Michael Curtin is the Mellichamp Professor of Global Studies in the Department of Film and Media Studies at the University of California, Santa Barbara. He is also director of the Media Industries Project at the Carsey-Wolf Center. Curtin’s books include The American Television Industry (2009); Reorienting Global Communication: Indian and Chinese Media beyond Borders (2010); and Playing to the World’s Biggest Audience: The Globalization of Chinese Film and TV (2007). He is currently at work on Media Capital: The Cultural Geography of Globalization. With Paul McDonald, he is coeditor of the International Screen Industries book series for the British Film Institute and, with Louis Leung, he is coeditor of the Chinese Journal of Communication.
Peter Dahlgren is professor emeritus at the Department of Communication and Media, Lund University, Sweden. His work focuses on media and democracy, from the horizons of late modern social and cultural theory. More specifically, he often addresses the theme of democratic participation, in particular in relation to the digital media. Active in European academic networks, he has also been a visiting scholar at several universities in Europe and the United States. Along with journal articles and book chapters, his recent publications include The Political Web (Palgrave, 2013), Media and Political Engagement (Cambridge University Press, 2009), and the coedited volume Young People, ICTs and Democracy (Nordicom, 2010).
Elihu Katz is Trustee Professor of Communication at the Annenberg School for Communication at the University of Pennsylvania and emeritus professor of the Hebrew University of Jerusalem. His books include The End of Television? (with Paddy Scannell), Media Events (with Daniel Dayan), The Export of Meaning (with Tamar Liebes), and a fiftieth-anniversary edition of Personal influence (with Paul Lazarsfeld). He holds honorary degrees from the Universities of Ghent, Haifa, Montreal, Paris, Rome (La Sapienza), Bucharest, Quebec, and Northwestern.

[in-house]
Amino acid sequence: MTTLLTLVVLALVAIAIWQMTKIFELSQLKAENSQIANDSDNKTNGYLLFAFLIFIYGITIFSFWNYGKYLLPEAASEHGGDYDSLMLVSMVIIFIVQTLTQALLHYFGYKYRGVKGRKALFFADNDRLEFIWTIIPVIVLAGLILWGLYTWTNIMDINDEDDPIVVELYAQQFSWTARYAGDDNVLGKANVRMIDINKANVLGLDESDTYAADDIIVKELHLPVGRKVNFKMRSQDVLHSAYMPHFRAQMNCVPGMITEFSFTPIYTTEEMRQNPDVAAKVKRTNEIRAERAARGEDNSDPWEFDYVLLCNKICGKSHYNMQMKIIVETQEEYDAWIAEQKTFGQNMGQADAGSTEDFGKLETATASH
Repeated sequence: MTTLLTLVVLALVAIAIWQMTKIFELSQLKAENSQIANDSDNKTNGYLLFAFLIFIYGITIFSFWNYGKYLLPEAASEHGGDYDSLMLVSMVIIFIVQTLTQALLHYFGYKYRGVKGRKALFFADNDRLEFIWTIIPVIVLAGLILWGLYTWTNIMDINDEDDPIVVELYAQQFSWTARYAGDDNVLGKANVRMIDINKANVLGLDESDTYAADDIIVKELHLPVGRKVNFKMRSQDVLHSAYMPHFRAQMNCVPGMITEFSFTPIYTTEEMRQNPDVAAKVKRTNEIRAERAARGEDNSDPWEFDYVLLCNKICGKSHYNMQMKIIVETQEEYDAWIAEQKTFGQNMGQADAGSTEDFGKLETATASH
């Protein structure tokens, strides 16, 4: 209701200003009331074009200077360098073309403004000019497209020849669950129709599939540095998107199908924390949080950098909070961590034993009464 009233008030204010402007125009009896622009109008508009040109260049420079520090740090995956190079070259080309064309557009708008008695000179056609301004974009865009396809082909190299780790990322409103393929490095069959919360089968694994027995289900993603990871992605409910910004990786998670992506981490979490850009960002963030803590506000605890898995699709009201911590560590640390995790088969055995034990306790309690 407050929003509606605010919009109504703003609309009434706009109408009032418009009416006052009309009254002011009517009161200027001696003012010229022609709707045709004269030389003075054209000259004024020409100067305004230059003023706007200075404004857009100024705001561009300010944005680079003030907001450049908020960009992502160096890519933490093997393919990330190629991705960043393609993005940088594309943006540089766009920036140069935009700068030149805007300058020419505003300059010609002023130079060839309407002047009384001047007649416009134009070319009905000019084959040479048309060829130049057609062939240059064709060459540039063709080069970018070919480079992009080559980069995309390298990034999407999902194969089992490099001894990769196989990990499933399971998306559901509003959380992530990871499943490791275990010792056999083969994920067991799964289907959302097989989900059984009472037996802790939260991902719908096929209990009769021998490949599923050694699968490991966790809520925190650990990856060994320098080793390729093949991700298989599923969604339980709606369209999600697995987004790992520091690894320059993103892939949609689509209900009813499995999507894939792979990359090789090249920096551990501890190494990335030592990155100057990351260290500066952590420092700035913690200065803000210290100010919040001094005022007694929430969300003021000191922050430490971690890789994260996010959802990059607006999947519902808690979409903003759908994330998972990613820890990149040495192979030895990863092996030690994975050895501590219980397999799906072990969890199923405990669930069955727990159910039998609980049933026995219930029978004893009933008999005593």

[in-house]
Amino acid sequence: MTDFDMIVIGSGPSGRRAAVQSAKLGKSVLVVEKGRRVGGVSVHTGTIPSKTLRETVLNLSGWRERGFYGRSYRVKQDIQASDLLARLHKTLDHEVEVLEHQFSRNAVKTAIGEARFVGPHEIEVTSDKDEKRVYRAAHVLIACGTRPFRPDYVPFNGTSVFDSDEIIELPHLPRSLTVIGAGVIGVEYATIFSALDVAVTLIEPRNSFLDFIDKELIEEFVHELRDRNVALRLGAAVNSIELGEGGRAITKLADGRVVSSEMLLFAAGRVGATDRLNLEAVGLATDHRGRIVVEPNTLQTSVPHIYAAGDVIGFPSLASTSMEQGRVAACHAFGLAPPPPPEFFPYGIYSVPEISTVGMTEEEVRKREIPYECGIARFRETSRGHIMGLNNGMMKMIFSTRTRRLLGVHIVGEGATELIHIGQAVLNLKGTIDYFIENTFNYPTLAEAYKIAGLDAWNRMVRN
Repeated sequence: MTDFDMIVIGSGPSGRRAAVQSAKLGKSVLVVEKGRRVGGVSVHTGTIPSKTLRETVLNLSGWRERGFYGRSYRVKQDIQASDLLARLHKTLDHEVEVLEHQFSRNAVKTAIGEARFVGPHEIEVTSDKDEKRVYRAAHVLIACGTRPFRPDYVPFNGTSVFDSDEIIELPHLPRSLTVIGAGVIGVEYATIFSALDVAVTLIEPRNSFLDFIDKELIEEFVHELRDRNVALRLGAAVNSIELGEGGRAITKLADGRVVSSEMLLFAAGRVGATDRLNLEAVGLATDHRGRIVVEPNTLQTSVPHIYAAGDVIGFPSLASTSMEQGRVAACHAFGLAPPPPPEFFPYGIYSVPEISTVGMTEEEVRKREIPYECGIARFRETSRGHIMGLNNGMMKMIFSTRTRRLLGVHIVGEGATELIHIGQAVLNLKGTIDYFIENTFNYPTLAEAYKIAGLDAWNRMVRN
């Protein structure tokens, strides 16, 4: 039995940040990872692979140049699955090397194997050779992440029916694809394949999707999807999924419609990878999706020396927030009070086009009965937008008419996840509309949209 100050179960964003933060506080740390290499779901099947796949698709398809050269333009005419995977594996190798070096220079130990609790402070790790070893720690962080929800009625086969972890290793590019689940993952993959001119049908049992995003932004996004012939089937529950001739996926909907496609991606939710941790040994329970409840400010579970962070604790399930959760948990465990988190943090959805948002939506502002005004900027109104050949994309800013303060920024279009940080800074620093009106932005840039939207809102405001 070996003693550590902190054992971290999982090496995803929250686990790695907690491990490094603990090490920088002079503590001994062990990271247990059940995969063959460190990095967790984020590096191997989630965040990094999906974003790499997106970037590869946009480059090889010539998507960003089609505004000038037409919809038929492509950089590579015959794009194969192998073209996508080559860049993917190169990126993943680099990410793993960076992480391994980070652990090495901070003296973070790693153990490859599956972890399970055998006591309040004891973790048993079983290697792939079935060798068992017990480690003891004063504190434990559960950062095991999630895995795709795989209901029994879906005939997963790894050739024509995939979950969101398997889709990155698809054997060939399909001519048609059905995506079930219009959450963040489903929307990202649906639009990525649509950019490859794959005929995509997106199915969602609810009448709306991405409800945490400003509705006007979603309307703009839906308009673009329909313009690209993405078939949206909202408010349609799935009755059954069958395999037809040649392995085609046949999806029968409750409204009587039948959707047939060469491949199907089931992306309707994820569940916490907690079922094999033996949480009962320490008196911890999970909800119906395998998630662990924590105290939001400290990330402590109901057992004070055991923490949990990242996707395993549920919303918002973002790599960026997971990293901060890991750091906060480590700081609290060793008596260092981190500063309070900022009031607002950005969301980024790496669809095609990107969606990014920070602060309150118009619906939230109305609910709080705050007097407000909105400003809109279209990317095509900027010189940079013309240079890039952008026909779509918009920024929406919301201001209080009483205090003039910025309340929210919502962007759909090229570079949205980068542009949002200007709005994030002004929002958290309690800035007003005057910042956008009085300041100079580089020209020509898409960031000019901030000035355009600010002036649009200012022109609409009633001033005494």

Paolo Mancini is Professor in the Department of Institution and Society at the University of Perugia, Italy, where he chairs the undergraduate program in Communication Sciences and the PhD program in Social and Political Theory and Research. He was a fellow at Harvard and Oxford. His major publications in English include Politics, Media and Modern Democracy (with David Swanson); Comparing Media Systems: Three Models of Media and Politics (with Daniel Hallin); and Comparing Media Systems beyond the Western World (coedited with Daniel Hallin).
Judy Polumbaum is Professor of Journalism and Mass Communication at the University of Iowa in Iowa City, and was a visiting professor at the City University of Hong Kong during 2012 and 2013. Her research interests include journalism and mass media in contemporary China, freedom of expression, and the interactions of media, sport, and culture. She has a background in newspaper reporting, magazine journalism, and photojournalism.
Arvind Rajagopal is Professor in the Department of Media, Culture and Communication, and affiliate faculty in the Departments of Sociology and Social and Cultural Analysis at NYU. He has published articles in scholarly journals. He is editor of The Indian Public Sphere (Oxford, 2009) and Politics after Television (monograph, Cambridge, 2001), and has three other volumes to his credit. Politics after Television won the Ananda Kentish Coomaraswamy Prize from the Association of Asian Studies in 2003. He has won awards from the MacArthur and Rockefeller Foundations, and has also been a member of the Center for Advanced Study in the Behavioral Sciences at Stanford University. He is currently completing a book under contract with Duke University Press titled After Decolonization: The Cultural Politics of Globalization in India.